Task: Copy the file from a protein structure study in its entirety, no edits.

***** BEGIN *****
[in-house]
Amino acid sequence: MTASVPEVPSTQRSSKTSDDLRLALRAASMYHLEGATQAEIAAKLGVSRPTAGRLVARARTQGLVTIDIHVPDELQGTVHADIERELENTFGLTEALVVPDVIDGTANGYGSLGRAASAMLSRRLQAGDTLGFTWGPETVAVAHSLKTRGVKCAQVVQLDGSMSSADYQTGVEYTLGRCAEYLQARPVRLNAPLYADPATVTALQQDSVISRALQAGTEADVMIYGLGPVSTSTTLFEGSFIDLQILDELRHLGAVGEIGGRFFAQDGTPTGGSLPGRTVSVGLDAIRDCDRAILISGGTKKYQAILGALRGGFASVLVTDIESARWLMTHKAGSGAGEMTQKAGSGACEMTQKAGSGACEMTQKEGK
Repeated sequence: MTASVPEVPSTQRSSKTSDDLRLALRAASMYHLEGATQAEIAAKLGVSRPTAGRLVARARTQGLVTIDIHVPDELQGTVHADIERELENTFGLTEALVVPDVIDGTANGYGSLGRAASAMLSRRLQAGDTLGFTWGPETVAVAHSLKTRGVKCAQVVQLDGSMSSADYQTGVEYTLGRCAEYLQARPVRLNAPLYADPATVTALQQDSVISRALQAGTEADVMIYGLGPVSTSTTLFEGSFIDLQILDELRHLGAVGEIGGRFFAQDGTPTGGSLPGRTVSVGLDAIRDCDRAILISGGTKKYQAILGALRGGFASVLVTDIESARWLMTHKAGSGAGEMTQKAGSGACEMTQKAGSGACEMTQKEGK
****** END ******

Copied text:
[in-house]
Amino acid sequence: MTASVPEVPSTQRSSKTSDDLRLALRAASMYHLEGATQAEIAAKLGVSRPTAGRLVARARTQGLVTIDIHVPDELQGTVHADIERELENTFGLTEALVVPDVIDGTANGYGSLGRAASAMLSRRLQAGDTLGFTWGPETVAVAHSLKTRGVKCAQVVQLDGSMSSADYQTGVEYTLGRCAEYLQARPVRLNAPLYADPATVTALQQDSVISRALQAGTEADVMIYGLGPVSTSTTLFEGSFIDLQILDELRHLGAVGEIGGRFFAQDGTPTGGSLPGRTVSVGLDAIRDCDRAILISGGTKKYQAILGALRGGFASVLVTDIESARWLMTHKAGSGAGEMTQKAGSGACEMTQKAGSGACEMTQKEGK
Repeated sequence: MTASVPEVPSTQRSSKTSDDLRLALRAASMYHLEGATQAEIAAKLGVSRPTAGRLVARARTQGLVTIDIHVPDELQGTVHADIERELENTFGLTEALVVPDVIDGTANGYGSLGRAASAMLSRRLQAGDTLGFTWGPETVAVAHSLKTRGVKCAQVVQLDGSMSSADYQTGVEYTLGRCAEYLQARPVRLNAPLYADPATVTALQQDSVISRALQAGTEADVMIYGLGPVSTSTTLFEGSFIDLQILDELRHLGAVGEIGGRFFAQDGTPTGGSLPGRTVSVGLDAIRDCDRAILISGGTKKYQAILGALRGGFASVLVTDIESARWLMTHKAGSGAGEMTQKAGSGACEMTQKAGSGACEMTQKEGK